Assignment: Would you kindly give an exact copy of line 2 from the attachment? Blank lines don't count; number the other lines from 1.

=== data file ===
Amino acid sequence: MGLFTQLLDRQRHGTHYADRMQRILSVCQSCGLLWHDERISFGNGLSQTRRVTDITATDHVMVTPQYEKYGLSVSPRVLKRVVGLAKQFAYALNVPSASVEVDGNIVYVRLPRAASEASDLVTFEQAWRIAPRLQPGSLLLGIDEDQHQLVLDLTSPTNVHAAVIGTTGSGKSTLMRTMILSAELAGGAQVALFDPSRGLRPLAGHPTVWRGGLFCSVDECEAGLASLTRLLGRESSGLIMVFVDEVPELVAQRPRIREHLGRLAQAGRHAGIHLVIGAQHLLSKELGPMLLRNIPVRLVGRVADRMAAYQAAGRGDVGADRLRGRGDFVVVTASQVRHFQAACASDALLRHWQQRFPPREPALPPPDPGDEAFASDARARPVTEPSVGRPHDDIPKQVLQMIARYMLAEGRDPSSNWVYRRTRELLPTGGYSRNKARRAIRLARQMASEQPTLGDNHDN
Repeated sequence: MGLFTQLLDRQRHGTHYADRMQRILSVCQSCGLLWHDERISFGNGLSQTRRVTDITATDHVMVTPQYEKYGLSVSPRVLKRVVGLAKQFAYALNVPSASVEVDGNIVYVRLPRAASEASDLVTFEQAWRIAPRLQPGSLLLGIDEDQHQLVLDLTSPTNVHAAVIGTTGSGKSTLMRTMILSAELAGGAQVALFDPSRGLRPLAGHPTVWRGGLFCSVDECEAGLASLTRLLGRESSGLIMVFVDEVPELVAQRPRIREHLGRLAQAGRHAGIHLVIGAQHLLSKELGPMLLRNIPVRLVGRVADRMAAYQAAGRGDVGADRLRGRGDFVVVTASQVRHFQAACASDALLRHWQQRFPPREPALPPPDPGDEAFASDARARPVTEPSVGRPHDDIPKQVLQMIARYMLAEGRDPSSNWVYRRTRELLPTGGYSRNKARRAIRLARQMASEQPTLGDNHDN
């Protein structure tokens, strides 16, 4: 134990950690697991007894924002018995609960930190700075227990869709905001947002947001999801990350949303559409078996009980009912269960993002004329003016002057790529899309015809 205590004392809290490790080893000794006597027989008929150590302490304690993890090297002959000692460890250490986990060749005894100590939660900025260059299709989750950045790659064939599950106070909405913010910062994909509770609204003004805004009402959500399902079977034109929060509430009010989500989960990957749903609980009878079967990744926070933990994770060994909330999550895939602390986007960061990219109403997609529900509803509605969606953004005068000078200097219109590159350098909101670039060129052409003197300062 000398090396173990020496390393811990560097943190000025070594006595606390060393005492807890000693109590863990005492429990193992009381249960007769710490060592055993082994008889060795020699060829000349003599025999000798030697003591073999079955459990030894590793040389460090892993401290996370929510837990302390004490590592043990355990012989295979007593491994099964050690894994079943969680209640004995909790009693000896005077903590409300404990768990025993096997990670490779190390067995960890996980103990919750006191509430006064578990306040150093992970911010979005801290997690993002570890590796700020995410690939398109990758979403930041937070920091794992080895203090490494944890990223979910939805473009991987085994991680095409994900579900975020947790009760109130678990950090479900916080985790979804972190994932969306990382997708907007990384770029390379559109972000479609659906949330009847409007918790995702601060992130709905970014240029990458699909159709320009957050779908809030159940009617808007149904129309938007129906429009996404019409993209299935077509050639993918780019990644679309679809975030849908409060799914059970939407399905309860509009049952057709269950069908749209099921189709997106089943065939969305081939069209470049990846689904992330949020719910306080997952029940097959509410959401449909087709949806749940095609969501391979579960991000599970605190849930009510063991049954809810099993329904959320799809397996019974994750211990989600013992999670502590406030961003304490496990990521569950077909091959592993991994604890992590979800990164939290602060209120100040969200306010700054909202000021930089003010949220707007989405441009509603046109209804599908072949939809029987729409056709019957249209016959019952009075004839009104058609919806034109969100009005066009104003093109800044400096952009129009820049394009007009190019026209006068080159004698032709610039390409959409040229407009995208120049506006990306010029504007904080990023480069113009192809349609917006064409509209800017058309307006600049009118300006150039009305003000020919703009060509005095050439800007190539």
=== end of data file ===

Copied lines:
Repeated sequence: MGLFTQLLDRQRHGTHYADRMQRILSVCQSCGLLWHDERISFGNGLSQTRRVTDITATDHVMVTPQYEKYGLSVSPRVLKRVVGLAKQFAYALNVPSASVEVDGNIVYVRLPRAASEASDLVTFEQAWRIAPRLQPGSLLLGIDEDQHQLVLDLTSPTNVHAAVIGTTGSGKSTLMRTMILSAELAGGAQVALFDPSRGLRPLAGHPTVWRGGLFCSVDECEAGLASLTRLLGRESSGLIMVFVDEVPELVAQRPRIREHLGRLAQAGRHAGIHLVIGAQHLLSKELGPMLLRNIPVRLVGRVADRMAAYQAAGRGDVGADRLRGRGDFVVVTASQVRHFQAACASDALLRHWQQRFPPREPALPPPDPGDEAFASDARARPVTEPSVGRPHDDIPKQVLQMIARYMLAEGRDPSSNWVYRRTRELLPTGGYSRNKARRAIRLARQMASEQPTLGDNHDN